- YouTube is promising changes to address some of its stars’ biggest grievances.
- These include copyright claims issues and being excluded from trending lists, which impacts their ability to earn revenue from ads.
- YouTube CEO Susan Wojcicki outlined her plans in a blog post on Tuesday after meeting with some of the platform’s most powerful stars.
- Visit BusinessInsider.com for more stories.
Some of YouTube’s biggest stars have become increasingly disheartened with the platform – and now it’s taking steps to win back their love.
In a blog post on Tuesday, YouTube CEO Susan Wojcicki outlined how the company plans to address some of its stars’ biggest grievances regarding its copyright claims system and being excluded from trending lists, which impacts their ability to earn revenue from ads.
YouTube has been criticised for its copyright claims system. This process allows companies that own music, movies, TV shows, video games or other copyright-protected material featured in YouTube videos to make a claim if the material is used without permission.
But some stars, such as British YouTuber Angelika Oles, say the system is badly managed and often leaves them vulnerable to false accusations, which could result in a “copyright strike,” meaning the video is removed.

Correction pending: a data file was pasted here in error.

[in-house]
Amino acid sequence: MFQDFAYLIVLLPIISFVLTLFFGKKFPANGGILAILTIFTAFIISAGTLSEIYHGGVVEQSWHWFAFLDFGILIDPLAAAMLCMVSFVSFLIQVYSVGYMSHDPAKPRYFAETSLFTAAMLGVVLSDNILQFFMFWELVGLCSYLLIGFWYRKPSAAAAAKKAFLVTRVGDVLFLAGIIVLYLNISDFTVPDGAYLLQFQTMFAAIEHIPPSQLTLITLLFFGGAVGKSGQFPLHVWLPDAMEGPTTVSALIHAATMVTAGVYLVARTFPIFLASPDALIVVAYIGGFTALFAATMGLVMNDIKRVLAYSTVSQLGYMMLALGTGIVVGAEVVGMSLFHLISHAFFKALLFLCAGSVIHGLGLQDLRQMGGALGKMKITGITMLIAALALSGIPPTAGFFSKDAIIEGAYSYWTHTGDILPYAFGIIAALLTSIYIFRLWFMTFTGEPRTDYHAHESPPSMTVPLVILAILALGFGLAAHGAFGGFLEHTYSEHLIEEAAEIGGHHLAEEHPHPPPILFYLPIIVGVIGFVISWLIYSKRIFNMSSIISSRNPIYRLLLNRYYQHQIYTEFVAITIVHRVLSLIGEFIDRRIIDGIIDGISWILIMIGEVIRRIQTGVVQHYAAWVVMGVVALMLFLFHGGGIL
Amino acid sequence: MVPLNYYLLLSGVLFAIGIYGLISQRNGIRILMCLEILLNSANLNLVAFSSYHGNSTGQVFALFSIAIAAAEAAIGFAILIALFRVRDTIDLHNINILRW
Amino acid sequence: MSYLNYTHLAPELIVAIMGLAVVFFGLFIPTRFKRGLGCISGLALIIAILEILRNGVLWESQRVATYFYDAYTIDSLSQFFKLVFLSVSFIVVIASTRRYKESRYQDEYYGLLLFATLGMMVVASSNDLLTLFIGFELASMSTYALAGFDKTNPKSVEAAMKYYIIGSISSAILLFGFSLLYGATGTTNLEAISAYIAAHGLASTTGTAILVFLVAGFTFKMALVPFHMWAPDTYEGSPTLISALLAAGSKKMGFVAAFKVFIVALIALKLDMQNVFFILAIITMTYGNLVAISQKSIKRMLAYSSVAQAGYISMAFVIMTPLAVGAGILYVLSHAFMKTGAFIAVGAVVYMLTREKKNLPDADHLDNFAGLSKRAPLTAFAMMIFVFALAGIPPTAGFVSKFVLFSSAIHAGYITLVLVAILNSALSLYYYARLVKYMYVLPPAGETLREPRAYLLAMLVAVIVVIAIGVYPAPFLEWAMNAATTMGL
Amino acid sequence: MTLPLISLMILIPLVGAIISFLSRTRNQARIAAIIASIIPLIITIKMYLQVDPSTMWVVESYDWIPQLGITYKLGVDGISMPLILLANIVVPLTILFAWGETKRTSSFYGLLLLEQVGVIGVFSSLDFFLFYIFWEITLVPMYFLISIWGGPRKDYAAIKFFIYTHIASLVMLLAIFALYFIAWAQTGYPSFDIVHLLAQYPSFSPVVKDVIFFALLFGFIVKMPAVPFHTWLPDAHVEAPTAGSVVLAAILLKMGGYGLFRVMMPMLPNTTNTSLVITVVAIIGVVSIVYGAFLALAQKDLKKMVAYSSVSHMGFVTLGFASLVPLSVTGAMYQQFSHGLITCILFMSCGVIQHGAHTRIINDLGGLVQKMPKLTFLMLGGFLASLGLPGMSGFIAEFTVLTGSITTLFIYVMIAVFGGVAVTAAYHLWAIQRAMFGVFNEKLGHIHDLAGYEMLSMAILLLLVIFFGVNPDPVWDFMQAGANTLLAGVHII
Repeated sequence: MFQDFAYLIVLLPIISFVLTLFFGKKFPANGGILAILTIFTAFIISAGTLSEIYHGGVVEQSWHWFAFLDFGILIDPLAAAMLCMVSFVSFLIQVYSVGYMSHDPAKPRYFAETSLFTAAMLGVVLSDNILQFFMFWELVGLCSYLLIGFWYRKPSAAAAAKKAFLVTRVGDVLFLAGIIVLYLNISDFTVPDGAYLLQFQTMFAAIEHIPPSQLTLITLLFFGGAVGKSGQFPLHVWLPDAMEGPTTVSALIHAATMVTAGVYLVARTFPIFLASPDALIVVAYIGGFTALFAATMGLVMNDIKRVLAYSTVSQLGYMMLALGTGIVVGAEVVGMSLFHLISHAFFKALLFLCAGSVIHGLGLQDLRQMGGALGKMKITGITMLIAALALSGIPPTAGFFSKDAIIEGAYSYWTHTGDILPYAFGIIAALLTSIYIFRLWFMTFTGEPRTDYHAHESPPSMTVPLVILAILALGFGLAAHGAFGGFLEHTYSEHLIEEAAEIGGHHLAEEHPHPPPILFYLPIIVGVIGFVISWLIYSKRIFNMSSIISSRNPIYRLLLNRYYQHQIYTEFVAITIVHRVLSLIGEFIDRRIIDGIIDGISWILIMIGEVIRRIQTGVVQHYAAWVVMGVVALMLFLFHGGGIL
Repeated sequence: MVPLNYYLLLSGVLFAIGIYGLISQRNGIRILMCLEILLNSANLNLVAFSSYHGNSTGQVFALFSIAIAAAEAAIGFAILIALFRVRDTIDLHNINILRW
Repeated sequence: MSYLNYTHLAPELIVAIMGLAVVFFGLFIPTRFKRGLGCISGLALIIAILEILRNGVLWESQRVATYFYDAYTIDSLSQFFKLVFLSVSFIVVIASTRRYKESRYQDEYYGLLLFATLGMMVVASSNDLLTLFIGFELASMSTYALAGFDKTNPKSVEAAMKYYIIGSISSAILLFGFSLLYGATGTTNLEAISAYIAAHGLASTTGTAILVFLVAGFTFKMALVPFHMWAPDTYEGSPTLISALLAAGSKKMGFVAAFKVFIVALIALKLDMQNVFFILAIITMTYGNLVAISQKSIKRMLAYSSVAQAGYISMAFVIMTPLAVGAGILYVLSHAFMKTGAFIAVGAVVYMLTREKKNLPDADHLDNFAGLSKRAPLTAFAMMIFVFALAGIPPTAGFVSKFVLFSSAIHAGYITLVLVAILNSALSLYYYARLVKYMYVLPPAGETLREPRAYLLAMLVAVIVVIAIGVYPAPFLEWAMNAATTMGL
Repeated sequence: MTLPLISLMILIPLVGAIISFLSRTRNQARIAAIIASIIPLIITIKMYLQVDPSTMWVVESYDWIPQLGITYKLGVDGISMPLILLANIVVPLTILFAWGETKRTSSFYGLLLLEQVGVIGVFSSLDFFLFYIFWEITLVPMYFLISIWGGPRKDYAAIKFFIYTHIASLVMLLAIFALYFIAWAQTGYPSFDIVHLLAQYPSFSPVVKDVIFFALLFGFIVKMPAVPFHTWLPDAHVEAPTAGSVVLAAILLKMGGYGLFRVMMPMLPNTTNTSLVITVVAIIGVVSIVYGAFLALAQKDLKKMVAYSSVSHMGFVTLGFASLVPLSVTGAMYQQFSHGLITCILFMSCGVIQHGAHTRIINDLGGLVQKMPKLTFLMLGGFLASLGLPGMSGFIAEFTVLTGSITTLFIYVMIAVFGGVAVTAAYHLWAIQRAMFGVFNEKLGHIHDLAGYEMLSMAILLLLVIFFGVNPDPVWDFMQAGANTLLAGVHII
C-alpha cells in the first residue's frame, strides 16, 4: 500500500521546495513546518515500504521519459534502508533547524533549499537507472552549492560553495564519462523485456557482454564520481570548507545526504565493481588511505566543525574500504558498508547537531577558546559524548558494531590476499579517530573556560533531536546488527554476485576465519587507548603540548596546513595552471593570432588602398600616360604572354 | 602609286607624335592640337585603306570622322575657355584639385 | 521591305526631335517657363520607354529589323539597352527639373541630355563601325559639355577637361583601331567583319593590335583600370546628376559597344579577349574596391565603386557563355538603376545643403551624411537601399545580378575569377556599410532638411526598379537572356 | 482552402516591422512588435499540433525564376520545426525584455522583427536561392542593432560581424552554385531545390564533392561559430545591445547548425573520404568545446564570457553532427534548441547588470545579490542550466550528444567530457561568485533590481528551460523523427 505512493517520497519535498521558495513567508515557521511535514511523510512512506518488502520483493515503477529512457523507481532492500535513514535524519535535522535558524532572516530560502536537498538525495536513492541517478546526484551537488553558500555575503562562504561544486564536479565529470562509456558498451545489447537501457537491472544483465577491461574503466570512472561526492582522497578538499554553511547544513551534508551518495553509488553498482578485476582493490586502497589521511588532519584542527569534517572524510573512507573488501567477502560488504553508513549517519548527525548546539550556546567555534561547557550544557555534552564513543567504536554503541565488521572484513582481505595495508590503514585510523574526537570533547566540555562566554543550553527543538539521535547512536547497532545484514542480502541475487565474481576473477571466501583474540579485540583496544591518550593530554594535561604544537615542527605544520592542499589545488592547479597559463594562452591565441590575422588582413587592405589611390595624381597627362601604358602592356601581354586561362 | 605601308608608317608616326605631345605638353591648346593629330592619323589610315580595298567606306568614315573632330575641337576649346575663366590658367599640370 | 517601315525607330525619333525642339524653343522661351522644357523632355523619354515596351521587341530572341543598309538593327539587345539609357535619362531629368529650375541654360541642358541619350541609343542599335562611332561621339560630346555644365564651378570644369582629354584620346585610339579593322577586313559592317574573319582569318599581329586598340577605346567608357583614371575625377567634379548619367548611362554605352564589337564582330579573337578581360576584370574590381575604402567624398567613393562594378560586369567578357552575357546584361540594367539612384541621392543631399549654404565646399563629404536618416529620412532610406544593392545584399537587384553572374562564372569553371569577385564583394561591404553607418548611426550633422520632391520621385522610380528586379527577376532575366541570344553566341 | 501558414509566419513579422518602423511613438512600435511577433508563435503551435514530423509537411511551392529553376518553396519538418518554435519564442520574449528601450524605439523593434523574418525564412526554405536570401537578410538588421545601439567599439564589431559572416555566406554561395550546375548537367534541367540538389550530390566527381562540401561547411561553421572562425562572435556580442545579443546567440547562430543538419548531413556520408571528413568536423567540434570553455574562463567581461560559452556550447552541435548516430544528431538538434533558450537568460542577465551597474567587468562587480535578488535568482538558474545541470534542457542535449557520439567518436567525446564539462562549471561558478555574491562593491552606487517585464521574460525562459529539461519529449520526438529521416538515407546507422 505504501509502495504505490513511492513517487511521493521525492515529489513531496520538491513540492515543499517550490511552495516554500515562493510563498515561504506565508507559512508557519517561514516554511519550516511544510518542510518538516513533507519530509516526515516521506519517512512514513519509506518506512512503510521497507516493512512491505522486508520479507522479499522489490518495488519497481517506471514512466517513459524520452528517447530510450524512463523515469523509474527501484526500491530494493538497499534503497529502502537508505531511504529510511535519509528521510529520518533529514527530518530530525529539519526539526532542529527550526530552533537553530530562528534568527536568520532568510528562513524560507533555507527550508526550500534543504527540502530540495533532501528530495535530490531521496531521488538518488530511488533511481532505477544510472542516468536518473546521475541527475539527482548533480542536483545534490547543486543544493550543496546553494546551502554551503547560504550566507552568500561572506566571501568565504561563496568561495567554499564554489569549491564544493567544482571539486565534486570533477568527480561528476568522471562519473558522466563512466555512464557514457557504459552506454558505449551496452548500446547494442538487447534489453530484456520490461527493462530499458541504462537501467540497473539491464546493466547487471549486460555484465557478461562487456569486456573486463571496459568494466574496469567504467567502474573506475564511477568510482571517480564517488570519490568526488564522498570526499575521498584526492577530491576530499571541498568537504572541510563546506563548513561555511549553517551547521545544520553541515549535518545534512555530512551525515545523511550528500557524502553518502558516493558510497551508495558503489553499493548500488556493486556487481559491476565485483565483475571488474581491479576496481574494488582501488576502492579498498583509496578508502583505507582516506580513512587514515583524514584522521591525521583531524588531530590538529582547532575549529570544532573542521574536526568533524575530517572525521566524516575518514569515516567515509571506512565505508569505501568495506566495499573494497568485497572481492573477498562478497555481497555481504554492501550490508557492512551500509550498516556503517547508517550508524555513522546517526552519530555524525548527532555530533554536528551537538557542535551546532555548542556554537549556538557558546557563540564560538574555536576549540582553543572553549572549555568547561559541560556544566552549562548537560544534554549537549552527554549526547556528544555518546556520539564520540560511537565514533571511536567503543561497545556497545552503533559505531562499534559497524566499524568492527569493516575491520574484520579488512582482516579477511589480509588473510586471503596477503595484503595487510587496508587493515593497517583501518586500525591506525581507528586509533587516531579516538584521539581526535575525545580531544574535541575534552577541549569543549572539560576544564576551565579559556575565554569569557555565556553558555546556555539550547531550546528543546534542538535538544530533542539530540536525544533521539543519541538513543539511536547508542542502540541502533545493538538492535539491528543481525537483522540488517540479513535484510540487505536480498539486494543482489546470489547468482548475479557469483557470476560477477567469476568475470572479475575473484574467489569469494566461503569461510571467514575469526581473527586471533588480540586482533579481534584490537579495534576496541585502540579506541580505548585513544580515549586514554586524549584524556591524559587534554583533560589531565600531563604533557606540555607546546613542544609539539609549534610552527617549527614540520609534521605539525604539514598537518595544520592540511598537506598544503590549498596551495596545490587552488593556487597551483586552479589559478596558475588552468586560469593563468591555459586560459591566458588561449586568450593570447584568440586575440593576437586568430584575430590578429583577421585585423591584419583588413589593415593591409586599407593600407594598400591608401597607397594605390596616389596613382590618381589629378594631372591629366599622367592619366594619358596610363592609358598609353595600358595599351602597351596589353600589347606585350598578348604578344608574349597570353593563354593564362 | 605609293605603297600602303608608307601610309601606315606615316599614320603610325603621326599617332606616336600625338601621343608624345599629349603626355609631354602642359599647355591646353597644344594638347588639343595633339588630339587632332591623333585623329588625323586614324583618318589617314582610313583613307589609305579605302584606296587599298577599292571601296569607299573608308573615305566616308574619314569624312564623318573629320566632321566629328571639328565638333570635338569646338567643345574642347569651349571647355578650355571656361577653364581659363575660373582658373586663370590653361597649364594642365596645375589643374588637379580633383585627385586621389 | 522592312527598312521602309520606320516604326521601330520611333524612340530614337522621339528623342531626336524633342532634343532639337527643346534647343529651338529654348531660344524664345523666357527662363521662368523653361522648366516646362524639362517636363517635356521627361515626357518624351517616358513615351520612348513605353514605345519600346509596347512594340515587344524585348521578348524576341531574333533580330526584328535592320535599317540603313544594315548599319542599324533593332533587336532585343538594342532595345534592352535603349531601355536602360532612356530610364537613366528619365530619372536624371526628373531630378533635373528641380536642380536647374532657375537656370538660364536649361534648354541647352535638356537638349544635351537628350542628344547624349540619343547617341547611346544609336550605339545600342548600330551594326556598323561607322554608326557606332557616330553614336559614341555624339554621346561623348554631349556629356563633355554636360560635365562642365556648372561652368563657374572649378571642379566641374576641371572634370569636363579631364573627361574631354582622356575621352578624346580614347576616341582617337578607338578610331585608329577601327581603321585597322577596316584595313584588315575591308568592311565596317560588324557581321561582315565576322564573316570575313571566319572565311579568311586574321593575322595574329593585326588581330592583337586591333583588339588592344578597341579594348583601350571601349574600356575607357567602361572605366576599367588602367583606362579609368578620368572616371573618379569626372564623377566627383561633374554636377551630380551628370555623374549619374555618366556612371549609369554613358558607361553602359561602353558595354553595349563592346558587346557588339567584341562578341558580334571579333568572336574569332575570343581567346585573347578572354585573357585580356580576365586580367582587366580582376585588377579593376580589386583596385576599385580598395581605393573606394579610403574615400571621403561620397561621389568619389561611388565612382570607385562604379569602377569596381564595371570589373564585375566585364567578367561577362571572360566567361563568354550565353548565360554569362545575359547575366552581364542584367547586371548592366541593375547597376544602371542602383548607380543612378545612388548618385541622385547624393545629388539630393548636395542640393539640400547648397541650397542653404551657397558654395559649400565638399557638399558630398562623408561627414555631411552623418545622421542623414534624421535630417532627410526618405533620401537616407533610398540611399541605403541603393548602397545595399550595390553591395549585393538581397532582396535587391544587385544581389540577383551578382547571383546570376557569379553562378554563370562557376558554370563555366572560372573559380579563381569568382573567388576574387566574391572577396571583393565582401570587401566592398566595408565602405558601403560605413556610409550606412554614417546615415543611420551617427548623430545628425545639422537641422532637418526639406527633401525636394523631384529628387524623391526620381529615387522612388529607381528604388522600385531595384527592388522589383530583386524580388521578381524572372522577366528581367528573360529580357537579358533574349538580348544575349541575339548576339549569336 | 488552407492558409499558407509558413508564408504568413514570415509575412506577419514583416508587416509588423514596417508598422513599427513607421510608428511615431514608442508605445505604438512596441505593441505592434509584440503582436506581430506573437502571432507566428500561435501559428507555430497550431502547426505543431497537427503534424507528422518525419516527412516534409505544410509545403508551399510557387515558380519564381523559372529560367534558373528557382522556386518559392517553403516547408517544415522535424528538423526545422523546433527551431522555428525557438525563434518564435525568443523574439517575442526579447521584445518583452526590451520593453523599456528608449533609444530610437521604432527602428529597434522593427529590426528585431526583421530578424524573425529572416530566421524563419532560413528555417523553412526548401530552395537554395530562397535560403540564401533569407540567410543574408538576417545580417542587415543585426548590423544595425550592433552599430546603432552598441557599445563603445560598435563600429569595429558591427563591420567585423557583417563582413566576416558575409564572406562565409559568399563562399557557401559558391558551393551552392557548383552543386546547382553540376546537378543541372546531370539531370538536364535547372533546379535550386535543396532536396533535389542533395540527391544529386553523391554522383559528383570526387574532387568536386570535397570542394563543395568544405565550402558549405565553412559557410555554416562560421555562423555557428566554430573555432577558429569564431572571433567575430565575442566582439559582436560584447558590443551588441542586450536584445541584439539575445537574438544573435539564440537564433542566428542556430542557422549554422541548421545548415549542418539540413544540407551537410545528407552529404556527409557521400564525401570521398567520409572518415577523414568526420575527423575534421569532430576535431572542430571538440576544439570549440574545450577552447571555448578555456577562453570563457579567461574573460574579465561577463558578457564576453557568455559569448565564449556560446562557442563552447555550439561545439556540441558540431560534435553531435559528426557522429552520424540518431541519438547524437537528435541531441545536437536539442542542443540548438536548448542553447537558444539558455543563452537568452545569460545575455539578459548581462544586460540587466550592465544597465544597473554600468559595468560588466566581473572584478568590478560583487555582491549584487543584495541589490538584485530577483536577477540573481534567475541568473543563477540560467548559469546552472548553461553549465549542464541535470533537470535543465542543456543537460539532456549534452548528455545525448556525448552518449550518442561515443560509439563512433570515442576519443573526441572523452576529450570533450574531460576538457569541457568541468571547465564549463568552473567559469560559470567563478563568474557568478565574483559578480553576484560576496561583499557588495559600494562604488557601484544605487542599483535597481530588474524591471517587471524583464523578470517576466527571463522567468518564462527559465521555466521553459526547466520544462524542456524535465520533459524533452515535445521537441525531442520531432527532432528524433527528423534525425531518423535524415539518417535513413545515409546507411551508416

Wojcicki addressed copyright concerns in her blog post after “honest conversation” with a number of YouTubers, including Shane Dawson, who has 21 million subscribers. She said the company is exploring improvements.
We “heard firsthand that our Manual Claiming system was increasingly being used to claim very short (in some cases one second) content or incidental content like when a creator walks past a store playing a few seconds of music,” she said.
“We were already looking into this issue but hearing this directly from creators was vital. We are exploring improvements in striking the right balance between copyright owners and creators.”
Wojcicki went on to comment on other frustrations over YouTube’s trending page, which some creators say they are overlooked on, which means they miss out on ad dollars.
“We’ve heard it doesn’t seem to reflect what people are watching on the platform and that too many of the same creators show up time and time again,” Wojcicki said.
“We want to better showcase our creators. Going forward, our goal is to have at least half the videos on trending come from YouTubers (with the remainder coming from music and traditional media).” This will also reflect a diverse set of creators, she said.
YouTube will also give its users more detailed guidelines around what content is suitable for advertisers.
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